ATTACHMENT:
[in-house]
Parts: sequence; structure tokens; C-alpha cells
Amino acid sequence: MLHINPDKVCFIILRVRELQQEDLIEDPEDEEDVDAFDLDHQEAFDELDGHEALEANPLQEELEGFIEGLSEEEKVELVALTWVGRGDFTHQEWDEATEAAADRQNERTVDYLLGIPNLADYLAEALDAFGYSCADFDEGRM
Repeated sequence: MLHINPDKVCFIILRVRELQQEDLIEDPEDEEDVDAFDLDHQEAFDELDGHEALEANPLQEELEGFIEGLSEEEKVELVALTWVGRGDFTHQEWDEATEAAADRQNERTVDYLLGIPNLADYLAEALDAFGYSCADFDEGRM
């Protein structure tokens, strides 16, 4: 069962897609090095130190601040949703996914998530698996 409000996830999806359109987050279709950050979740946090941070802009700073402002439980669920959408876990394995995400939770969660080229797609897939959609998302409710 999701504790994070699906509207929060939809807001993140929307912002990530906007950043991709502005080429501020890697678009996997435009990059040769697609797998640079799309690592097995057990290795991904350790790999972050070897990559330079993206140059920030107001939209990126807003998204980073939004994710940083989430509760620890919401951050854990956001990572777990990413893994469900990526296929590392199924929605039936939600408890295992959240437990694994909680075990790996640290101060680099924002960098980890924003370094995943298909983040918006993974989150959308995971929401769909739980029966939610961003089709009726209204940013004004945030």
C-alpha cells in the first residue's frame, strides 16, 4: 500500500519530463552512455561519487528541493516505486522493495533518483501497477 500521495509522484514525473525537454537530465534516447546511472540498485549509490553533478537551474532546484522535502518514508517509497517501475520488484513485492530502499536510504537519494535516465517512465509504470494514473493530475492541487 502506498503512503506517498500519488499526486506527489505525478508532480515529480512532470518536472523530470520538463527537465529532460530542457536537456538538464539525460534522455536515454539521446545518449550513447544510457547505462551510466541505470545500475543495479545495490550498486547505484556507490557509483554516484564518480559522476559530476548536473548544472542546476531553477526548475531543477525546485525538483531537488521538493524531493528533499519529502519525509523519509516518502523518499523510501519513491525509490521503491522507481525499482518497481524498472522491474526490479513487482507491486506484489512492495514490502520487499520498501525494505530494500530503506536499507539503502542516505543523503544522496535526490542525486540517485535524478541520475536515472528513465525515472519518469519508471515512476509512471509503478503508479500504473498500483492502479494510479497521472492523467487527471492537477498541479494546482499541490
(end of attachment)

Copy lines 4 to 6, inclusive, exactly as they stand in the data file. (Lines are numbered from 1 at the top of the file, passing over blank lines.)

Repeated sequence: MLHINPDKVCFIILRVRELQQEDLIEDPEDEEDVDAFDLDHQEAFDELDGHEALEANPLQEELEGFIEGLSEEEKVELVALTWVGRGDFTHQEWDEATEAAADRQNERTVDYLLGIPNLADYLAEALDAFGYSCADFDEGRM
């Protein structure tokens, strides 16, 4: 069962897609090095130190601040949703996914998530698996 409000996830999806359109987050279709950050979740946090941070802009700073402002439980669920959408876990394995995400939770969660080229797609897939959609998302409710 999701504790994070699906509207929060939809807001993140929307912002990530906007950043991709502005080429501020890697678009996997435009990059040769697609797998640079799309690592097995057990290795991904350790790999972050070897990559330079993206140059920030107001939209990126807003998204980073939004994710940083989430509760620890919401951050854990956001990572777990990413893994469900990526296929590392199924929605039936939600408890295992959240437990694994909680075990790996640290101060680099924002960098980890924003370094995943298909983040918006993974989150959308995971929401769909739980029966939610961003089709009726209204940013004004945030």
C-alpha cells in the first residue's frame, strides 16, 4: 500500500519530463552512455561519487528541493516505486522493495533518483501497477 500521495509522484514525473525537454537530465534516447546511472540498485549509490553533478537551474532546484522535502518514508517509497517501475520488484513485492530502499536510504537519494535516465517512465509504470494514473493530475492541487 502506498503512503506517498500519488499526486506527489505525478508532480515529480512532470518536472523530470520538463527537465529532460530542457536537456538538464539525460534522455536515454539521446545518449550513447544510457547505462551510466541505470545500475543495479545495490550498486547505484556507490557509483554516484564518480559522476559530476548536473548544472542546476531553477526548475531543477525546485525538483531537488521538493524531493528533499519529502519525509523519509516518502523518499523510501519513491525509490521503491522507481525499482518497481524498472522491474526490479513487482507491486506484489512492495514490502520487499520498501525494505530494500530503506536499507539503502542516505543523503544522496535526490542525486540517485535524478541520475536515472528513465525515472519518469519508471515512476509512471509503478503508479500504473498500483492502479494510479497521472492523467487527471492537477498541479494546482499541490